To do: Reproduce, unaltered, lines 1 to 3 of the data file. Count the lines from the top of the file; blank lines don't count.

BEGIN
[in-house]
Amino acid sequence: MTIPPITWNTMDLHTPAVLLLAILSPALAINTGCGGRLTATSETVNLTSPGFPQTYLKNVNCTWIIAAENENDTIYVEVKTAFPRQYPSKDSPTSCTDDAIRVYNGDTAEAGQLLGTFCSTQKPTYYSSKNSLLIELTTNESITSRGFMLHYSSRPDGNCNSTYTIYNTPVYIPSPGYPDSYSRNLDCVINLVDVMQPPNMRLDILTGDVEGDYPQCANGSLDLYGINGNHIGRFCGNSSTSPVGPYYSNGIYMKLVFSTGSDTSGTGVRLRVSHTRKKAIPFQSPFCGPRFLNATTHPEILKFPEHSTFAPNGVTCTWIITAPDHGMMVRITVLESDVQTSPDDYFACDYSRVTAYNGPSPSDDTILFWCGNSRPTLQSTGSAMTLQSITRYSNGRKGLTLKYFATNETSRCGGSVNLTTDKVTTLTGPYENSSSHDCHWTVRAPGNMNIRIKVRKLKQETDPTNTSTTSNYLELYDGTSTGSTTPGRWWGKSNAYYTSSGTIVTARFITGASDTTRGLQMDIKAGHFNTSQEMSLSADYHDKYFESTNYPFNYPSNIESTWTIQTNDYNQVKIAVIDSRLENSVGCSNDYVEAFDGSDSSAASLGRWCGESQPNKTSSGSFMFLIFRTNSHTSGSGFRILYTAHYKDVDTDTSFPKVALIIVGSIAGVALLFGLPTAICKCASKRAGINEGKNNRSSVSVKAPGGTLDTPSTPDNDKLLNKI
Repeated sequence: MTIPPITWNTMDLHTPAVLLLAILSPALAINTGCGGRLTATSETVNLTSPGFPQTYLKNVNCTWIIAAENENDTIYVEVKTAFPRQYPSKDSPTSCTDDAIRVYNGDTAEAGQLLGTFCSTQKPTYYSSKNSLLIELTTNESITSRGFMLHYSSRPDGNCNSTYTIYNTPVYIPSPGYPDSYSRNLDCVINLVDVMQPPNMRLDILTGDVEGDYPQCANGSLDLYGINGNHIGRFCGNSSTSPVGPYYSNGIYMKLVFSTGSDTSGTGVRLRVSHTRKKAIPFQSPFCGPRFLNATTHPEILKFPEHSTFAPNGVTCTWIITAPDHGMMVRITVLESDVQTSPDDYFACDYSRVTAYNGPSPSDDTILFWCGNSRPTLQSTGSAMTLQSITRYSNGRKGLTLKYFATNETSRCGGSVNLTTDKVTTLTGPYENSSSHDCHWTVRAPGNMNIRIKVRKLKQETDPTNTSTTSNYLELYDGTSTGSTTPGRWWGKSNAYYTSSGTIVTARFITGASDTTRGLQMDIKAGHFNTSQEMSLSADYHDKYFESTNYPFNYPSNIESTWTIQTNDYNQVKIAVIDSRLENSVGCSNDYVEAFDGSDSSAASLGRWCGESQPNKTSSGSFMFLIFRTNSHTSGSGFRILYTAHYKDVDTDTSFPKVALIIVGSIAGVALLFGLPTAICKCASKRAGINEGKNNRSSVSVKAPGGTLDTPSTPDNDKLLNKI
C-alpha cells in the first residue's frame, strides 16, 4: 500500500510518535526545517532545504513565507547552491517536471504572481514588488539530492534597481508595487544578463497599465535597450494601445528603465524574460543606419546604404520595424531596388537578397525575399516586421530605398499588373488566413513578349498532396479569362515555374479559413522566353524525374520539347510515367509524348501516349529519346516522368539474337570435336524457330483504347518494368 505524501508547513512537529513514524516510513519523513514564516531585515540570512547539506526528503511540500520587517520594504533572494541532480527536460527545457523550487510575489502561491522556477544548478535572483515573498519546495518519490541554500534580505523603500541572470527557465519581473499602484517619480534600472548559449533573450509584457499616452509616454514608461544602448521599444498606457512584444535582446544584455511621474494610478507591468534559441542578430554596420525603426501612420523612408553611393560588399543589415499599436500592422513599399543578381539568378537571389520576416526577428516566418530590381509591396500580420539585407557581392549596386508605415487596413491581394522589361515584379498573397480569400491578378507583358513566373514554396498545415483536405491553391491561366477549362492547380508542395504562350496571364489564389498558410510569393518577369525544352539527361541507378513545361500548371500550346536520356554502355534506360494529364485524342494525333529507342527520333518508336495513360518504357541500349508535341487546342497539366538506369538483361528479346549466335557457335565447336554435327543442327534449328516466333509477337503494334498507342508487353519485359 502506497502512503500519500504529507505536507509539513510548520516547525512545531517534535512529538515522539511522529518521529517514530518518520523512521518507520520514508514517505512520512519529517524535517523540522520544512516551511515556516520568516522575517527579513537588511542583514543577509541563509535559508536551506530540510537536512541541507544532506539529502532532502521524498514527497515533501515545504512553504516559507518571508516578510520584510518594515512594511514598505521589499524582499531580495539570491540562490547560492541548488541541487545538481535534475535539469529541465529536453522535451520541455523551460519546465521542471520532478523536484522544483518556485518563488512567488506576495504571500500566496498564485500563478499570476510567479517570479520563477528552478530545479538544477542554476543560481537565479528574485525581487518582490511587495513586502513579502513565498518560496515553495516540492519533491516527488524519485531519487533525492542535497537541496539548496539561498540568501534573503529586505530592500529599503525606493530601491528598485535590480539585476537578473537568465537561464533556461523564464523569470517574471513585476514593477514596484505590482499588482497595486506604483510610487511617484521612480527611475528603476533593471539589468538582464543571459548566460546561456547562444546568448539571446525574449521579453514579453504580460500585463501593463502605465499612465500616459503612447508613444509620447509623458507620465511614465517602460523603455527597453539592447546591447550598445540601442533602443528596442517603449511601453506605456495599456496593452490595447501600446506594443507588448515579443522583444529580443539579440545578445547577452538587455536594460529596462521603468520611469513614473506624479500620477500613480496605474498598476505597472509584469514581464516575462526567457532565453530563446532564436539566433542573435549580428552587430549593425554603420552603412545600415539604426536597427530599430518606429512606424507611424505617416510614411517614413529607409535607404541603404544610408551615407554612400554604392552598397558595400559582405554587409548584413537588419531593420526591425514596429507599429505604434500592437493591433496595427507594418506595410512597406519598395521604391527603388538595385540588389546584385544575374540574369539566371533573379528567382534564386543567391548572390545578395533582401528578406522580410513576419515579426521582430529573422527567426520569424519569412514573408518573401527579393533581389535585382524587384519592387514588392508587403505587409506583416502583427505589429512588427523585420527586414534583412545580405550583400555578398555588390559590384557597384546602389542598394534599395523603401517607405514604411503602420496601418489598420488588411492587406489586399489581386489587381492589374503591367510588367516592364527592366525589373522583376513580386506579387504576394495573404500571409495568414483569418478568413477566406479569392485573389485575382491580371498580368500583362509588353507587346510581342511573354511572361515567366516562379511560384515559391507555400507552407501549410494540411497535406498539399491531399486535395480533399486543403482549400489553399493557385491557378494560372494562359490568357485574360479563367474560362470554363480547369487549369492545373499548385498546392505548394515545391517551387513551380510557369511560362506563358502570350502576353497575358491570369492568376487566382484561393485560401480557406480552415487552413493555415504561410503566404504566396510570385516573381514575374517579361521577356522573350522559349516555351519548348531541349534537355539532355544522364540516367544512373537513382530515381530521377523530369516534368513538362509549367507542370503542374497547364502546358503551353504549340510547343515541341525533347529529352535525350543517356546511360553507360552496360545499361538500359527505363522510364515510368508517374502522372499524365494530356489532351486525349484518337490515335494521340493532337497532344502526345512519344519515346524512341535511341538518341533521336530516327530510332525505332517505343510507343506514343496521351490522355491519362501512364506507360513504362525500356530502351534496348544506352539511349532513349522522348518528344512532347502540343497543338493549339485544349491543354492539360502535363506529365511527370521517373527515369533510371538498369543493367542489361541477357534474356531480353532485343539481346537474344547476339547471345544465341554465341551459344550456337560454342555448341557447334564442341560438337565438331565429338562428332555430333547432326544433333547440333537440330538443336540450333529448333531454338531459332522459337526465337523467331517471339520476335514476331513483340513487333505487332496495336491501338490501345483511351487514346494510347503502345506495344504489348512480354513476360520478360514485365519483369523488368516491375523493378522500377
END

[in-house]
Amino acid sequence: MTIPPITWNTMDLHTPAVLLLAILSPALAINTGCGGRLTATSETVNLTSPGFPQTYLKNVNCTWIIAAENENDTIYVEVKTAFPRQYPSKDSPTSCTDDAIRVYNGDTAEAGQLLGTFCSTQKPTYYSSKNSLLIELTTNESITSRGFMLHYSSRPDGNCNSTYTIYNTPVYIPSPGYPDSYSRNLDCVINLVDVMQPPNMRLDILTGDVEGDYPQCANGSLDLYGINGNHIGRFCGNSSTSPVGPYYSNGIYMKLVFSTGSDTSGTGVRLRVSHTRKKAIPFQSPFCGPRFLNATTHPEILKFPEHSTFAPNGVTCTWIITAPDHGMMVRITVLESDVQTSPDDYFACDYSRVTAYNGPSPSDDTILFWCGNSRPTLQSTGSAMTLQSITRYSNGRKGLTLKYFATNETSRCGGSVNLTTDKVTTLTGPYENSSSHDCHWTVRAPGNMNIRIKVRKLKQETDPTNTSTTSNYLELYDGTSTGSTTPGRWWGKSNAYYTSSGTIVTARFITGASDTTRGLQMDIKAGHFNTSQEMSLSADYHDKYFESTNYPFNYPSNIESTWTIQTNDYNQVKIAVIDSRLENSVGCSNDYVEAFDGSDSSAASLGRWCGESQPNKTSSGSFMFLIFRTNSHTSGSGFRILYTAHYKDVDTDTSFPKVALIIVGSIAGVALLFGLPTAICKCASKRAGINEGKNNRSSVSVKAPGGTLDTPSTPDNDKLLNKI
Repeated sequence: MTIPPITWNTMDLHTPAVLLLAILSPALAINTGCGGRLTATSETVNLTSPGFPQTYLKNVNCTWIIAAENENDTIYVEVKTAFPRQYPSKDSPTSCTDDAIRVYNGDTAEAGQLLGTFCSTQKPTYYSSKNSLLIELTTNESITSRGFMLHYSSRPDGNCNSTYTIYNTPVYIPSPGYPDSYSRNLDCVINLVDVMQPPNMRLDILTGDVEGDYPQCANGSLDLYGINGNHIGRFCGNSSTSPVGPYYSNGIYMKLVFSTGSDTSGTGVRLRVSHTRKKAIPFQSPFCGPRFLNATTHPEILKFPEHSTFAPNGVTCTWIITAPDHGMMVRITVLESDVQTSPDDYFACDYSRVTAYNGPSPSDDTILFWCGNSRPTLQSTGSAMTLQSITRYSNGRKGLTLKYFATNETSRCGGSVNLTTDKVTTLTGPYENSSSHDCHWTVRAPGNMNIRIKVRKLKQETDPTNTSTTSNYLELYDGTSTGSTTPGRWWGKSNAYYTSSGTIVTARFITGASDTTRGLQMDIKAGHFNTSQEMSLSADYHDKYFESTNYPFNYPSNIESTWTIQTNDYNQVKIAVIDSRLENSVGCSNDYVEAFDGSDSSAASLGRWCGESQPNKTSSGSFMFLIFRTNSHTSGSGFRILYTAHYKDVDTDTSFPKVALIIVGSIAGVALLFGLPTAICKCASKRAGINEGKNNRSSVSVKAPGGTLDTPSTPDNDKLLNKI